To Ramlet el Bayda I chose to embark
With Jad, my trusty homegrown guide,
Who had spent three hours trying to park.
The parking spot we found was quite wide,
But not, strictly speaking, lawful,
“We’ll just leave my number on the windscreen inside.”
I was met with a stench so awful
As soon as we stepped out of the Fiat,
It was a moldering box of falafel.
“That’s odd” I said to Jad in his straw hat,
“How one could abandon such a thing,
Must have left it out for a cat.”
My guide led the way and started to sing
But I was too flushed and sweaty to join in,
Long gone were the cool days of spring.
First to block our path was a large green trash bin
That across the whole sidewalk overflowed,
And piled bags all the way up to my chin!
After that we came across an uncrossable road,
Where two-ton heaps of steel were zipping by our side,
Restrained neither by traffic laws nor penal code.
Sixty six times in the next six seconds we almost died,
When Jad put a hand up and led me through,
Drivers seemed happy to assist our clear suicide.
Then I felt something give way under my shoe,
“Oh, we don’t clean up after our dogs either,” Jad said,
“I can’t keep my eyes on the ground for you.”
I felt a heavy throb in the back of my head,
I desperately needed to rehydrate,
All the moisture within my body had fled.
The last drops in my bottle were too few to satiate,
And I had already hauled a huge empty-bottle stash,
“Might I ever find a recycling bin in this state?”
“A recycling bin? Oh, don’t be so brash,
You know you can discard it wherever you may,
This whole city’s a big pile of trash!”
The next sight I beheld no canto can convey,
It left me behind my guide immobile,
Discreetly disguising my distressful dismay.
Three shirtless kids were digging through a pile
Of black and blue bags by the side of the street,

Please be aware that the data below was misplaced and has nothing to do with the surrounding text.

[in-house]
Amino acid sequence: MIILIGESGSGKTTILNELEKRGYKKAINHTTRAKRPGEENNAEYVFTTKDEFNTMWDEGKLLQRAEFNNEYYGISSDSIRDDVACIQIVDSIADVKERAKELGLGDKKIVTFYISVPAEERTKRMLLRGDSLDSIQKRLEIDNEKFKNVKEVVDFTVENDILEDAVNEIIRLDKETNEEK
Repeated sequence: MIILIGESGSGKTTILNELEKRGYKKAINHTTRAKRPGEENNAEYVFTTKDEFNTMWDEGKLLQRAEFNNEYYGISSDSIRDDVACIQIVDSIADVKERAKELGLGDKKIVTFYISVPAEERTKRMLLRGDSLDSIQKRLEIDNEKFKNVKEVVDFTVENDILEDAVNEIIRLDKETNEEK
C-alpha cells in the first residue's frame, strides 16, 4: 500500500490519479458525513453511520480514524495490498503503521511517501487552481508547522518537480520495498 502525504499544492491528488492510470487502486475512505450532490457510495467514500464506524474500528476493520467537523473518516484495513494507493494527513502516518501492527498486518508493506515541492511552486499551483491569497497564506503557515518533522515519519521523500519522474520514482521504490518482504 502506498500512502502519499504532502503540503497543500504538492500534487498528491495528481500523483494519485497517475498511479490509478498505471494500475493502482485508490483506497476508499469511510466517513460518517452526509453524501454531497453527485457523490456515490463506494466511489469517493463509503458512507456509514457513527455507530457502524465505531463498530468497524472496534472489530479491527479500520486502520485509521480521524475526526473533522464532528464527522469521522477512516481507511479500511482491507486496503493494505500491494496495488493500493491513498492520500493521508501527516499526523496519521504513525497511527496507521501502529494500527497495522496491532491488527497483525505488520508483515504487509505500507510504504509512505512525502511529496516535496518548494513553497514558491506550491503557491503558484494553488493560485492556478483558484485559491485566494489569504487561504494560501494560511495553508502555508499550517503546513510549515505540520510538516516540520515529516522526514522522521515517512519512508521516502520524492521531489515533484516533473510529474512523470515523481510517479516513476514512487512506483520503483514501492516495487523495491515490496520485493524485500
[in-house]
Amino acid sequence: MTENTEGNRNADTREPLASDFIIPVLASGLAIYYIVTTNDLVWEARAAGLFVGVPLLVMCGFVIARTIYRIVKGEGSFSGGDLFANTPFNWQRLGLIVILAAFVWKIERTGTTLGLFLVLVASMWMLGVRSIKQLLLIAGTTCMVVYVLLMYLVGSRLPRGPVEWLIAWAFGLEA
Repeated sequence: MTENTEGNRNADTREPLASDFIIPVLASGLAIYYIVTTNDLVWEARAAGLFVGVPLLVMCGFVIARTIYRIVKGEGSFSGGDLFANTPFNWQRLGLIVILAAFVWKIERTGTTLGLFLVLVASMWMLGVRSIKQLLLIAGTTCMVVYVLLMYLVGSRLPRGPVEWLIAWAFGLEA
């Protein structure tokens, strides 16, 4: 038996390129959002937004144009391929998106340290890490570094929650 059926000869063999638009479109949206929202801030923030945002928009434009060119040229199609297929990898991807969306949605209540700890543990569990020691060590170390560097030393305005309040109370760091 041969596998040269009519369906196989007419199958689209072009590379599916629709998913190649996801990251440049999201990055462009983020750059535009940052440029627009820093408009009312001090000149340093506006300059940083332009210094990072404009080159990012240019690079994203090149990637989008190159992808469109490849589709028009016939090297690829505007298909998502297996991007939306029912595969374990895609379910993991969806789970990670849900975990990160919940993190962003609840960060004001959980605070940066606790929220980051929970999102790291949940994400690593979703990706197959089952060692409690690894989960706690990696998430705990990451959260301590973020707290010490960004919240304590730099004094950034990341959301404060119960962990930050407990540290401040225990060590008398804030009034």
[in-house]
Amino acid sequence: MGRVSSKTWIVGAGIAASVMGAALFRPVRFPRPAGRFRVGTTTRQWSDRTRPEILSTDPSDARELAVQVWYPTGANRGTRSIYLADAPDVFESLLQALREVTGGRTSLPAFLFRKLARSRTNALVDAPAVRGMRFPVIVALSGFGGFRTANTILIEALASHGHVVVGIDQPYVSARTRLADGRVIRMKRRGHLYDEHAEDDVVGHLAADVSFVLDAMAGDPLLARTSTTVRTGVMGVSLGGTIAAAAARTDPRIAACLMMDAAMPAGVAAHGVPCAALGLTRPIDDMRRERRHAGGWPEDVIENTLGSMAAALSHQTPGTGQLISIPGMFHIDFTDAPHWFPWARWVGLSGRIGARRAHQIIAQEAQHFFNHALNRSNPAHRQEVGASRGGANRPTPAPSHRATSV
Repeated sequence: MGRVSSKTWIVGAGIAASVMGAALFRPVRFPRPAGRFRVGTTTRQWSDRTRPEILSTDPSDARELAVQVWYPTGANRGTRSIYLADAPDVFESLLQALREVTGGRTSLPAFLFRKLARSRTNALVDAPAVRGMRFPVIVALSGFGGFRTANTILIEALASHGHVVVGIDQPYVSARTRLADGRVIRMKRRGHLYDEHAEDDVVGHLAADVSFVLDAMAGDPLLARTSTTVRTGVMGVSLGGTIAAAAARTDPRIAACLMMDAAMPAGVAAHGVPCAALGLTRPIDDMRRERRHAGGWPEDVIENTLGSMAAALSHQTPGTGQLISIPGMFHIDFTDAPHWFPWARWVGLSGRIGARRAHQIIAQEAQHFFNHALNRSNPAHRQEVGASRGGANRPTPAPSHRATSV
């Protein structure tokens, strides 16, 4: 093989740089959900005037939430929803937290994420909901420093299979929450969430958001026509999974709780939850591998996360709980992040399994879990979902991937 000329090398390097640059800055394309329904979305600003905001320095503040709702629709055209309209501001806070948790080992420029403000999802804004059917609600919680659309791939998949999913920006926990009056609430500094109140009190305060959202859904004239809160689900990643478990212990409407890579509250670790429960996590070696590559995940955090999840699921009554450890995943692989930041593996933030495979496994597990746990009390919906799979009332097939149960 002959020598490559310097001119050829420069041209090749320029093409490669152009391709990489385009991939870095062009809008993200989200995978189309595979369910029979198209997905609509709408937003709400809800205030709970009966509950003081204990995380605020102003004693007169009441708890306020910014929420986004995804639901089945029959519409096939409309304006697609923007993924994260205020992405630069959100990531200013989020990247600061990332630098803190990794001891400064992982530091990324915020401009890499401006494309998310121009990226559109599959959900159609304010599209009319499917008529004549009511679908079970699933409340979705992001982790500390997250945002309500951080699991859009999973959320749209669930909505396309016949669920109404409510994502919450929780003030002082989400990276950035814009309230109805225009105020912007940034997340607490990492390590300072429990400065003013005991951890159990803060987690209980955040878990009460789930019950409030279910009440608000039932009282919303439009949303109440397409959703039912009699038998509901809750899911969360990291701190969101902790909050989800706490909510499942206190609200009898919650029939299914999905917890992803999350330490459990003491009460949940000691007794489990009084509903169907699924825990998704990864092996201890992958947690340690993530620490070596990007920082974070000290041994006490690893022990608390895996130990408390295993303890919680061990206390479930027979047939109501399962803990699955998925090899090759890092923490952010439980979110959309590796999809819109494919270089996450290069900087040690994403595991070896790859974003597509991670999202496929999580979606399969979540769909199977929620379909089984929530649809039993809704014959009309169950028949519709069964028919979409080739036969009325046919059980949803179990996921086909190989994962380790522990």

“What are you looking for?” I tried to smile.
One kid jumped onto his bare feet
And the two others followed him towards me,
“We were just looking for something to eat.”
“But we find a lot of cool stuff too,” said he,
“Like Legos or Transformers or a G.I. Joe,
But they’re always missing a limb or three.”
What to say to them I did not know,
Till Jad said “say nothing” and moved me along,
“Else they’ll follow you wherever you go.”
The stench was still growing strong
As we moved closer to our destination,
How can the air here be worse than Hong Kong?
What I then beheld resolved my speculation,
I asked Jad why our trail was cut by a train of tires,
He answered, “Just another demonstration.”
“These things often go out in massive fires,
That scatter black clouds all over the city
And benefit no one but pneumatic suppliers.”
“But is there no environmental committee
That keeps tabs on all this?” I asked Jad,
“Or a government with the least bit of pity?”
A government, he said, he was certain they had,
But an environmental committee he was not,
“One must not let such issues drive one so mad.”
But the fact that the city is being left to rot
Was most definitely driving me insane,
“Soon there would be not one unlittered spot!”
“That day shall come, and it will be to our gain,
When the stench rises to the highest penthouse,
And from action our leaders can no longer abstain.”
“Thus a final solution they shall be forced to espouse,
Disregarding to whose pockets the profit then goes,
And no longer would anyone their trash with petrol douse.”
Oh, I thought, my guide actually knows
A rational remedy for this reeking hell,
To fight its fire with fire, I suppose.
Soon it will collapse in on itself, and well,
That only could prompt the first sustainable action,
A nationwide incentive to rid the state of its smell.
After having that thought, my first reaction
Was to reach for the empty-bottle stash on my back,
And begin my litterary benefaction.
I left one bottle in a narrow crack
And another in the tip of a traffic cone,
The rest I dumped right onto the tarmac.
Some tissues from my pocket I had pulled out and thrown,
Watching the wind carry them afar,
And stuck my gum to the speaker-end of a payphone.
“Did you just?” my guide said with a look quite bizarre,
“What’s the fuss?” I said as I took off my left sock,
“You’re becoming more Lebanese than we are!”
I chucked that one sock across a whole block
And alas, still possessed by this Satanic force,
Took a quick piss on the sidewalk.
I had felt not a tinge of shame or remorse
When my guide yelled, “The great Lord has answered our prayer!
We’ve arrived at the beach, the end of our course!”
Only to discover there was now a building there.
He erected his tent in Martyrs’ Square,